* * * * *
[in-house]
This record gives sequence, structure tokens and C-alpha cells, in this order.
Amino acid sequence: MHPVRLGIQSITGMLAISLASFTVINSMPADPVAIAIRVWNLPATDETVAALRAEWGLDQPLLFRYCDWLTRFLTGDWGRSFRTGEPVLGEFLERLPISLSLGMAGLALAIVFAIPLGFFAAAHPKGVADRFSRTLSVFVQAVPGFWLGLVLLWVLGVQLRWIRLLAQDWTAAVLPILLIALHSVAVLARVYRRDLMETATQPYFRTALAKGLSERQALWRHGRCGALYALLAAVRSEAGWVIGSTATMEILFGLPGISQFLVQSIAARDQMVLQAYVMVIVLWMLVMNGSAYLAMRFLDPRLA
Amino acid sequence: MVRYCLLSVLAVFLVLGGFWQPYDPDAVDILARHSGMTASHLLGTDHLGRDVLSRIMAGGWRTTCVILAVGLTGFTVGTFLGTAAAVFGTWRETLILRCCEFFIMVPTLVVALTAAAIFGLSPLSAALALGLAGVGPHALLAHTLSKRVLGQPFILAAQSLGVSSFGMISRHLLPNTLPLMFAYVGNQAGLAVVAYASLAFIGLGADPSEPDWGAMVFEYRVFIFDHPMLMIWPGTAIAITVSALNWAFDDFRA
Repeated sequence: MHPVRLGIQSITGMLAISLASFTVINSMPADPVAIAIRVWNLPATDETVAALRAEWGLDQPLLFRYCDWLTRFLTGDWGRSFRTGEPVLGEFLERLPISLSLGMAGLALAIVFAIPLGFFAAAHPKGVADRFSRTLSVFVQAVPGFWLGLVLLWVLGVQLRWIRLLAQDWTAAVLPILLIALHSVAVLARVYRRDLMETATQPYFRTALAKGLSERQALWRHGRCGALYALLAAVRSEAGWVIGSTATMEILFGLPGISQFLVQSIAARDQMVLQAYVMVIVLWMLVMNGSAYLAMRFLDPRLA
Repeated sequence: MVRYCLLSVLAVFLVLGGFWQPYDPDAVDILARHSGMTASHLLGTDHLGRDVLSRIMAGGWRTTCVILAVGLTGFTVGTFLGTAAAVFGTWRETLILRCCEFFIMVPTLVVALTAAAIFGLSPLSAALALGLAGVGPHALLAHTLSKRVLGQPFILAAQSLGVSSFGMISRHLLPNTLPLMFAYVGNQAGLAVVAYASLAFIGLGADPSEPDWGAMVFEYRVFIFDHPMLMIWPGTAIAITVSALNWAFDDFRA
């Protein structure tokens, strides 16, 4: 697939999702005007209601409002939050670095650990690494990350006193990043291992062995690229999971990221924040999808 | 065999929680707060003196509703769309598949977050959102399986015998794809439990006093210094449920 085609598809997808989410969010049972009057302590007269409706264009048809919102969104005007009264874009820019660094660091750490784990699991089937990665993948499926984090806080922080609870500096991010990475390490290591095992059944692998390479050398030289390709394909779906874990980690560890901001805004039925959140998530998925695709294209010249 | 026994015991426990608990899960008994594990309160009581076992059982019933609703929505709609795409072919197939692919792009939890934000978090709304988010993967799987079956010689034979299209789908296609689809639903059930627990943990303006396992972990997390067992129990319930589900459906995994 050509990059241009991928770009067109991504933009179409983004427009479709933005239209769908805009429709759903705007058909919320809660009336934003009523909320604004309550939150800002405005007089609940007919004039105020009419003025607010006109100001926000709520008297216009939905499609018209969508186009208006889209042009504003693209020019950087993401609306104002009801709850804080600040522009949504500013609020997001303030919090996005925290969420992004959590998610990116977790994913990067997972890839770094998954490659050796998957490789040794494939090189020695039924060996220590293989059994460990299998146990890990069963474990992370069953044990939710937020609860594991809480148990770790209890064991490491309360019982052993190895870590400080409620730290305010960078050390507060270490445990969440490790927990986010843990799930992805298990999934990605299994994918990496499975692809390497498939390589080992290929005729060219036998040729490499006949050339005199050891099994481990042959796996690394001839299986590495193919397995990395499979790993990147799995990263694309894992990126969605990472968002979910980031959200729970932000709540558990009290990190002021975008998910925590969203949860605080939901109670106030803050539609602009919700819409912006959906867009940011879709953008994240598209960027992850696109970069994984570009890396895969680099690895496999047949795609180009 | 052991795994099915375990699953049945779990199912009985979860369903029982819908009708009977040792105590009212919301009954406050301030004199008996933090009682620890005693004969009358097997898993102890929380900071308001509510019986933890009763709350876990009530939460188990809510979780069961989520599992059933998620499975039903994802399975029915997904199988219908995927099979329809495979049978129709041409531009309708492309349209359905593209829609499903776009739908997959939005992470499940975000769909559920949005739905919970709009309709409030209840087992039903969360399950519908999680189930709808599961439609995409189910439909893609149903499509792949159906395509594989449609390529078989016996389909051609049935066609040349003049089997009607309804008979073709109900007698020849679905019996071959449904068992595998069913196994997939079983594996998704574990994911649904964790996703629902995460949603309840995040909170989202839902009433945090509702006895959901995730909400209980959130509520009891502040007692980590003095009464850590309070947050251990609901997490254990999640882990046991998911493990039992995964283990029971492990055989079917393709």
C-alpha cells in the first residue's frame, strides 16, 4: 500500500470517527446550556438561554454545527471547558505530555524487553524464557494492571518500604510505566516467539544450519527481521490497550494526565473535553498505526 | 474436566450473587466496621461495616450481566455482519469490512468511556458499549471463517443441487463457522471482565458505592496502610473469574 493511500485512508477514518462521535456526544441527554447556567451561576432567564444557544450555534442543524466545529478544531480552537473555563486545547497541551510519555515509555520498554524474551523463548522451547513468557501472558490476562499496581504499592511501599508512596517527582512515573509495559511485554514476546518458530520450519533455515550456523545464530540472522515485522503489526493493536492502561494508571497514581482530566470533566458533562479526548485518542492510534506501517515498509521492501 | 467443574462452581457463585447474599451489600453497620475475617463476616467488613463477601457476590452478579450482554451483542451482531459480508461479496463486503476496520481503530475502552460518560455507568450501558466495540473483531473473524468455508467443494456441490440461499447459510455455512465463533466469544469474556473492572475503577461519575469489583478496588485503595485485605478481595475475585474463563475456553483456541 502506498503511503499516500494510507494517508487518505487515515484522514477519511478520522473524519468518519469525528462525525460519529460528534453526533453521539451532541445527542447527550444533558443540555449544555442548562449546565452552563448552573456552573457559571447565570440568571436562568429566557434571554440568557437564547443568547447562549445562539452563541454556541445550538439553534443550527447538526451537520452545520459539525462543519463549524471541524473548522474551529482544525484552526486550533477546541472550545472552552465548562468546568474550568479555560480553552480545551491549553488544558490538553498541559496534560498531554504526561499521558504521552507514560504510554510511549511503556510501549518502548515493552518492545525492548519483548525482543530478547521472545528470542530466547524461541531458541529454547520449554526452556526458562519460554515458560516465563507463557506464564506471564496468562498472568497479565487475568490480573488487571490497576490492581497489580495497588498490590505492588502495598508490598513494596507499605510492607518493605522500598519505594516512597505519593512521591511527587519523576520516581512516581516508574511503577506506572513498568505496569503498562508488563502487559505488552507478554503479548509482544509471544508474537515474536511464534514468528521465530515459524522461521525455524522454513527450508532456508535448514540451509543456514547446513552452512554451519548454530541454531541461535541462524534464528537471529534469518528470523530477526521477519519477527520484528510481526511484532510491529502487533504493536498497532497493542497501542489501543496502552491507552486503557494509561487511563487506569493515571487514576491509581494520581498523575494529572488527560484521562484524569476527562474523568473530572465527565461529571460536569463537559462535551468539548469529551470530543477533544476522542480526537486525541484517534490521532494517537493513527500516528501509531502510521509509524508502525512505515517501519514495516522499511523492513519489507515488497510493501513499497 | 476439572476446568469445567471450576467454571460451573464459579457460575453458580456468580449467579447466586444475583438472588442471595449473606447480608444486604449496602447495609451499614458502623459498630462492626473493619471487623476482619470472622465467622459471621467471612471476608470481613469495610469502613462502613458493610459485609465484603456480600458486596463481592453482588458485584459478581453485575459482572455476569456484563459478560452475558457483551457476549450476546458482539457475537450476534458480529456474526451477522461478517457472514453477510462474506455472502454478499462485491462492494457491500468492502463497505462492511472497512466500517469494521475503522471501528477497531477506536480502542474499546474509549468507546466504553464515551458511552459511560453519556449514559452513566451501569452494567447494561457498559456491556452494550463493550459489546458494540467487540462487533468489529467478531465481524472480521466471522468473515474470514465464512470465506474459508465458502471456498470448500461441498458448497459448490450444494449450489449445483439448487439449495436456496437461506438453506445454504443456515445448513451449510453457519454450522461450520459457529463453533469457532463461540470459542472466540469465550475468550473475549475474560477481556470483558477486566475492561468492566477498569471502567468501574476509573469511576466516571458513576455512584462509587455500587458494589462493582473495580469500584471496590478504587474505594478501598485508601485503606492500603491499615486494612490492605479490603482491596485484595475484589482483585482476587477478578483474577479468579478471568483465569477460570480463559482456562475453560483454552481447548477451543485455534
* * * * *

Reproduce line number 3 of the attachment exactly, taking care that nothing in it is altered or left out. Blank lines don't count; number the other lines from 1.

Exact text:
Amino acid sequence: MHPVRLGIQSITGMLAISLASFTVINSMPADPVAIAIRVWNLPATDETVAALRAEWGLDQPLLFRYCDWLTRFLTGDWGRSFRTGEPVLGEFLERLPISLSLGMAGLALAIVFAIPLGFFAAAHPKGVADRFSRTLSVFVQAVPGFWLGLVLLWVLGVQLRWIRLLAQDWTAAVLPILLIALHSVAVLARVYRRDLMETATQPYFRTALAKGLSERQALWRHGRCGALYALLAAVRSEAGWVIGSTATMEILFGLPGISQFLVQSIAARDQMVLQAYVMVIVLWMLVMNGSAYLAMRFLDPRLA